…why real Aussies live off the backpacker strongholds and why a second look is always worth it
My first three months in Australia had flown by and so my time in Cairns came to an end. The company relocated us for the upcoming Christmas business. From a house with a single room and three Israeli colleagues, I moved into an apartment with a double room, which I shared with a much younger German girl. Rockhampton – not exactly a backpacker stronghold with a lot of sightseeing highlights. Most backpackers spent no more than one night passing through here. But I was about to spend Christmas here. The first evening I was sure that I would leave again the next day.
When I saw the van the following morning, which I was supposed to drive to the shopping center, and the small sales area compared to Cairns, I was not exactly enthusiastic. But shortly everything changed. The customers, mainly “real” Australians, were incredibly nice and easy going so that it was easy to get in touch with them. Depending on the location, the preferred customer type also changed. While I had sold mainly to middle-aged women in Cairns, I made my main turnover with men in Rockhampton. This also increased my sales – partly because of the experience I gained, but also because of the Christmas business and the many men who were desperately looking for a Christmas present for their wife.
My new team in Rockhampton – Girlpower
Also, the life in the double room was not as bad as I thought. It was actually quite entertaining. Sophie and I got along better every day. That’s one thing I especially love about travelling – you make friends with people you would have never gotten in touch with in “normal” life because of an age gap or other differences. When travelling, all this doesn’t matter and there is one thing you have in common – travelling. And so, within a few weeks, she became like a sister for me.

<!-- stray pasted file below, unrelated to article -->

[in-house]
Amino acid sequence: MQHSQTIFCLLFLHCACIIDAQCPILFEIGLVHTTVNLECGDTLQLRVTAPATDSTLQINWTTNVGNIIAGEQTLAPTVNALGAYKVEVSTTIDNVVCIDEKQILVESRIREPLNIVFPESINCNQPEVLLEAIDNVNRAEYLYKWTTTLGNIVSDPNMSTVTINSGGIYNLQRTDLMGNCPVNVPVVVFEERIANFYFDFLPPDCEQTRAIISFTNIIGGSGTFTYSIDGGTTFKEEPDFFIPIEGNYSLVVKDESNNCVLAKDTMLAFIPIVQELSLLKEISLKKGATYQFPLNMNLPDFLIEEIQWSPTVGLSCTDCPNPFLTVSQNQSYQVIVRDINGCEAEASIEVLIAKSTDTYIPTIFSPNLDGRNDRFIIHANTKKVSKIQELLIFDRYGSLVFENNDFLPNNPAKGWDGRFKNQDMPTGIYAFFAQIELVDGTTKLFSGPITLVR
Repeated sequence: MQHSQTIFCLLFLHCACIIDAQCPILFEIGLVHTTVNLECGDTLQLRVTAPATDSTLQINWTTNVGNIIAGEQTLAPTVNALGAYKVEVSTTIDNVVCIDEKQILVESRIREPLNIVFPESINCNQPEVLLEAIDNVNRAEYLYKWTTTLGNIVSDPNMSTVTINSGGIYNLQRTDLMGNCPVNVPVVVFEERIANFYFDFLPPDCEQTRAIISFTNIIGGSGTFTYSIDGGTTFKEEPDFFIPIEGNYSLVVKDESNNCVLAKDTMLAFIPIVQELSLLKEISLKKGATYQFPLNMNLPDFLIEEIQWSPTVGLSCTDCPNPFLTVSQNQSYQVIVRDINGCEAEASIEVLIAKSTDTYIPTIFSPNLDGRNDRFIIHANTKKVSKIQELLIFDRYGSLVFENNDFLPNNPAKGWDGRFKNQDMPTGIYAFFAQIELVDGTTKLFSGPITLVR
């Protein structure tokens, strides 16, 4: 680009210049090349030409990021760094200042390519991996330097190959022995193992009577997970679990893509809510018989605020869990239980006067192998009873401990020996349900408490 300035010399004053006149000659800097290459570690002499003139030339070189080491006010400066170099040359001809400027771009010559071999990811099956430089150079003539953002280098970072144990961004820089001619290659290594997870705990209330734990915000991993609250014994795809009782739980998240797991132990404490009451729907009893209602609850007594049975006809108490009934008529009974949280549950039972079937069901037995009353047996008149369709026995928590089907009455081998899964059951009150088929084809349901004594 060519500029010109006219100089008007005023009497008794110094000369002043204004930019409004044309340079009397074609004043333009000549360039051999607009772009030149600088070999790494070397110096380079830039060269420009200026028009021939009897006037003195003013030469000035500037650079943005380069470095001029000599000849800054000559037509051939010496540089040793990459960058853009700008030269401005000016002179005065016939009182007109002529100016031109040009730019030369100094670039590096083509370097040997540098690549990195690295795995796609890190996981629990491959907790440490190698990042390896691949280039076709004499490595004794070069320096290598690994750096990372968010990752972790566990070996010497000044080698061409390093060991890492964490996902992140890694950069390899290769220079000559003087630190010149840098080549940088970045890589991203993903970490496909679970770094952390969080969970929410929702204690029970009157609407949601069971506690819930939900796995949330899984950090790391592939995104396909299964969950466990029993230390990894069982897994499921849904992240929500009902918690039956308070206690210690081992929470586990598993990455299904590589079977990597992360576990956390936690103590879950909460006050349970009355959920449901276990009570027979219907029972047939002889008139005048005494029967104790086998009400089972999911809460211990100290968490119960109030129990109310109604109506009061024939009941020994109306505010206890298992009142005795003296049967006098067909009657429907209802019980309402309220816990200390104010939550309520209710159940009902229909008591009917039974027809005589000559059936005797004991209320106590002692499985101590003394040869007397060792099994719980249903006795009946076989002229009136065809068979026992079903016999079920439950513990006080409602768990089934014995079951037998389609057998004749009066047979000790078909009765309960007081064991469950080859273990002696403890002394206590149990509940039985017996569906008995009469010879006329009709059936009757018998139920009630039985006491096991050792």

On the weekends, our van became our party mobile that we parked in front of our favorite club – the Heritage Hotel. The longer we worked in Rockhampton, the more “real” Australians we met, and some became our friends. We spent almost every free minute and some unforgettable party nights with them. That’s why we soon decided to move out of the company house that was a little outside of the city and move into a hostel right in the city.
Six square meters of pure happiness in the house of Schliessmann/Uckelmann. I remember sitting on my bed, hypnotized and completely overwhelmed – I had never seen such a small room before and suddenly I had doubts whether this had been the right decision.We quickly got used to the hostel life and had built our own small home. When I got home from work and Sophie was already waiting in the hostel, she prepared cornflakes or Nutella sandwiches for us. Thanks to our new Australian friends, we also experienced a completely different but wonderful Christmas on the other side of the world. Jet skiing on the river, BBQ and sun – in between a small plastic Christmas tree and two presents.
We could have lived on like this forever, but our ways already separated for the first time on New Year’s Eve. Saying goodbye to Rockhampton, our friends and especially to Sophie was really hard for me. After I wanted to leave the first day, I didn’t want to leave at all in the end – who would have guessed?
Thanks to Sophie, with whom I was able to share so many special moments and who has become a sister to me!